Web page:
15: Analytics Tools
The closing chapter focuses on selecting analytics tools and vendors, and underscores that it is important for companies to first understand what they are doing before seeking out the tools to do it. A common practice, which is incidentally the worst possible practice, is simply to buy a piece of software and install it. Tools--no matter how sophisticated--can't ensure success without a plan.
When to Choose an Analytics Tool
A company is not ready to begin evaluating analytics tools until they can answer the following questions:
- What are the goals for your e-business channel?
- What are your key performance indicators?
- Are you confident in the accuracy of your data?
- Do you have dedicated staff responsible for online behavioral analysis?
- Are you acting on these insights?
- Are you happy with your web-analytics vendor?
After that, the author carps a bit more about companies that buy boxed software without knowing what they need to do with it. The problem with Web analytics isn't the need for a better tool, but for the proper approach. A nice bit: if you can't write a book with a pen, you'll not be able to write one with the latest version of Microsoft Word, either.
Methodology for Selecting a Tool
The author suggests a methodology for selecting an analytics tool. (EN: it seems overly meticulous an unnecessarily complex - while such investments shouldn't be made on a whim, my sense is he swings too far toward the opposite extreme.)
First, determine your requirements in terms of the kinds of analysis you need to perform. This should not be done after looking at various tools and deciding which features are attractive or impressive: it should be done beforehand to ensure you define the qualities you actually need - so you do not end up buying useless functionality while failing to get what you really need.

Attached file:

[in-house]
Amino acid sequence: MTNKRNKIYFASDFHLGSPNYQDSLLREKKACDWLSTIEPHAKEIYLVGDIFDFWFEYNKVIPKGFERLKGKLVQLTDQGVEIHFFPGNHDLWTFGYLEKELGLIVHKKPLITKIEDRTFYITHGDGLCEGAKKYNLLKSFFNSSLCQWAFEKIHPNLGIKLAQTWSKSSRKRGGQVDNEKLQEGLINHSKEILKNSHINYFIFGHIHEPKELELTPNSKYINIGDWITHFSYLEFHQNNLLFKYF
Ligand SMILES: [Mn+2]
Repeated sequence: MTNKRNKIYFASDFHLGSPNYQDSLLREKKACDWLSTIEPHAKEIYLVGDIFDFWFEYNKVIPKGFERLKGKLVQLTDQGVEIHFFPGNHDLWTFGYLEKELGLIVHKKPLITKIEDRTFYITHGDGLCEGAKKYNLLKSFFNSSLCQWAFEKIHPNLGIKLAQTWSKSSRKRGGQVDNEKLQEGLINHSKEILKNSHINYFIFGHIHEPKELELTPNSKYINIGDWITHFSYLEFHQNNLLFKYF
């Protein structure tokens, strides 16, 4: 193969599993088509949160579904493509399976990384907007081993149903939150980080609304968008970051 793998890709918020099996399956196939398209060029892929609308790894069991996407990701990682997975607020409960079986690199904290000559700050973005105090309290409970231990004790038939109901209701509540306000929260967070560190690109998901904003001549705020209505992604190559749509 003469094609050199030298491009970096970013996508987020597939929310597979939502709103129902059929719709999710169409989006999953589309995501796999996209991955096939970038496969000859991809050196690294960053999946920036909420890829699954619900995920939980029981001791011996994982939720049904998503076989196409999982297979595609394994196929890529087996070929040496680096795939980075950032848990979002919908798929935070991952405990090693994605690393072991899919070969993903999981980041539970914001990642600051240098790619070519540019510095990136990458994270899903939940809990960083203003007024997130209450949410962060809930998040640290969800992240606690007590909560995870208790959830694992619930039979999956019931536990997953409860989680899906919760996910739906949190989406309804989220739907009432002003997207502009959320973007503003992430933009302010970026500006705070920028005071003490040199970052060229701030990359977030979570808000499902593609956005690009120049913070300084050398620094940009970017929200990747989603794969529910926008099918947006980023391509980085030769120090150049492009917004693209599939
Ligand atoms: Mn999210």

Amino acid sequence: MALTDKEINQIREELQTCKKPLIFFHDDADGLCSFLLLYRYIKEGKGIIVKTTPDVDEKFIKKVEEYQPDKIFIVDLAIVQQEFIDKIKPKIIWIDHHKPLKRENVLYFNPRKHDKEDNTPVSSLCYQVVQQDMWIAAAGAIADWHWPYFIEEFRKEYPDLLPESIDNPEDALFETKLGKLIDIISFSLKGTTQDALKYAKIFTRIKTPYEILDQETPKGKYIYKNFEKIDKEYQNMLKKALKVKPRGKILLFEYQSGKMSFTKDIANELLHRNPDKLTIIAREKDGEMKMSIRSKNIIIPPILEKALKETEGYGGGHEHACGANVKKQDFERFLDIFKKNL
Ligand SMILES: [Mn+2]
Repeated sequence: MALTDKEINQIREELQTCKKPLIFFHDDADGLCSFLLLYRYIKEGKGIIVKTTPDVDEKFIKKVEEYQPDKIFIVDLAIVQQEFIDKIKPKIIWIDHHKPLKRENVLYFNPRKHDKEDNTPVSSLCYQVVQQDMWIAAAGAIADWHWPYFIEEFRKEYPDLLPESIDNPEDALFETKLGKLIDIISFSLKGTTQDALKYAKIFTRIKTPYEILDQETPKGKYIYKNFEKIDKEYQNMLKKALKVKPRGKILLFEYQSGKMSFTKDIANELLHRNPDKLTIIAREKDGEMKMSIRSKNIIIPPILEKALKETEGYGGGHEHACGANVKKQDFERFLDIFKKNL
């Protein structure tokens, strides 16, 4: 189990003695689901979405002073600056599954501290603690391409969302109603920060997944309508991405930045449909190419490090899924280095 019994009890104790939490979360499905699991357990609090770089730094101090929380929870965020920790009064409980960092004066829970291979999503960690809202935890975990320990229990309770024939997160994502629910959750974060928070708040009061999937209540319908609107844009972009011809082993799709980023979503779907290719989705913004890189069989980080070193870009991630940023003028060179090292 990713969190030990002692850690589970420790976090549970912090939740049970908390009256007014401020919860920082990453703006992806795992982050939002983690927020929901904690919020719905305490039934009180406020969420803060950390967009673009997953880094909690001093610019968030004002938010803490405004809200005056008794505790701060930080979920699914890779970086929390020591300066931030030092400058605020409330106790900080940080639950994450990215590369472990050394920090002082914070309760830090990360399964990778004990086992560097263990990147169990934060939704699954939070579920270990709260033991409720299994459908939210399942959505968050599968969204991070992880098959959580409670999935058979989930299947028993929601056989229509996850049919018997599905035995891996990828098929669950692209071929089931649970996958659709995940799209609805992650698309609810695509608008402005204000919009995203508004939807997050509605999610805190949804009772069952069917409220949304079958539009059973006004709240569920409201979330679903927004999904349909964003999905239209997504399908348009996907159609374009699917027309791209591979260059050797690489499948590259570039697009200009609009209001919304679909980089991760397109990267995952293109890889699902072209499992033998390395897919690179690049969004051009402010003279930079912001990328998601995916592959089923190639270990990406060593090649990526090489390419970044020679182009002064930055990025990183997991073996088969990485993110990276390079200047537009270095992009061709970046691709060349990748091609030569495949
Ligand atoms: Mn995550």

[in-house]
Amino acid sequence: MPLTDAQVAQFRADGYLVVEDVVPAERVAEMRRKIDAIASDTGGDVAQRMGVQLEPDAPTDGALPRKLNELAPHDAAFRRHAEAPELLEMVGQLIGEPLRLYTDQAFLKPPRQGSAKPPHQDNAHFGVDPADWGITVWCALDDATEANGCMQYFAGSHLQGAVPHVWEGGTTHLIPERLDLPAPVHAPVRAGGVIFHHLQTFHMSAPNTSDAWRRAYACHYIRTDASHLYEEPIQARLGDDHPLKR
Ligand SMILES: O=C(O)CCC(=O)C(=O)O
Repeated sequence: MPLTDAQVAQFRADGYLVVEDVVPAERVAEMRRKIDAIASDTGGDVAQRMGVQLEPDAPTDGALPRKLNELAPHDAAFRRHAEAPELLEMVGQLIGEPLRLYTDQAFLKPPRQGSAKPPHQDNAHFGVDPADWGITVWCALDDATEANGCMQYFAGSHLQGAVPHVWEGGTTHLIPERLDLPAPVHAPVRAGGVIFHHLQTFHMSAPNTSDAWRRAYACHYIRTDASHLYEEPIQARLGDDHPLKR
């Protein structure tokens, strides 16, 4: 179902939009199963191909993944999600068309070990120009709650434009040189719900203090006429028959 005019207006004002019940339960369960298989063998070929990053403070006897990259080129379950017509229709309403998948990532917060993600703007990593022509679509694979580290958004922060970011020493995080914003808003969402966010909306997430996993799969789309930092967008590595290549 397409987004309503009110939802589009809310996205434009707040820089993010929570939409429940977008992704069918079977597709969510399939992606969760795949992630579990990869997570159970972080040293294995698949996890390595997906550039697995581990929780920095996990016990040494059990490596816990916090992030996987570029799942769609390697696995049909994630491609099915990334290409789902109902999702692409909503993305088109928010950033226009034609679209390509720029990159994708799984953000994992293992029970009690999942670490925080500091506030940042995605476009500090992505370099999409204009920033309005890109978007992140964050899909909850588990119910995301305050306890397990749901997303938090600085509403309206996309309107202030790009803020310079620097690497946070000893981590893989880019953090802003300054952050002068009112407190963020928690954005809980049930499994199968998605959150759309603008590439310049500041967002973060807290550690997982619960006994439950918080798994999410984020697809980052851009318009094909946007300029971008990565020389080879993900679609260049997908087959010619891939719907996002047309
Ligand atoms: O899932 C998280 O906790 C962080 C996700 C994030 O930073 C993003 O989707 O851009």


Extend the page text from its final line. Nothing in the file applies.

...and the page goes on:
Second, involve others in the organization who will have responsibility: the IT department can provide technical requirements for the solution, as well as information about other systems with which it must interface.
Put this information together into an RFP for vendors to bid. Depending on your budget and the complexity of your needs, you might also seek to get the vendors to present their solutions and be available to answer questions.
The overall timeline for a sizable project would give vendors about three weeks to prepare a presentation, one week of presentations to the team, two weeks for the team to make its decision, and anywhere from a week to a month of contract negotiation.
(EN: All of this is very large-scale, for a company making a seven-figure investment in a solution. Smaller firms should still develop requirements, but will have to do the information gathering on their own and purchase an off-the-rack solution, as it's not worth a vendor's time to respond to RFPs and deliver presentations for a small sale.)
Criteria to Review and Select Vendors
The author presents a random array of questions to answer about a vendor - these should be covered by their response to the RFP, their presentation, or they may have to be asked. While the list, itself, is some what scattered, a few important points are implied: you should seek to ensure the tool provides the analysis you need, that it is stable and works with your systems, and that the company provides good after-sale service.
(EN: I'm not preserving it, because its' a grab bag of random things that is not comprehensive, not particularly well organized or explained, and probably not relevant to all projects. There are better sources for information on how to select and manage vendors for IT projects.)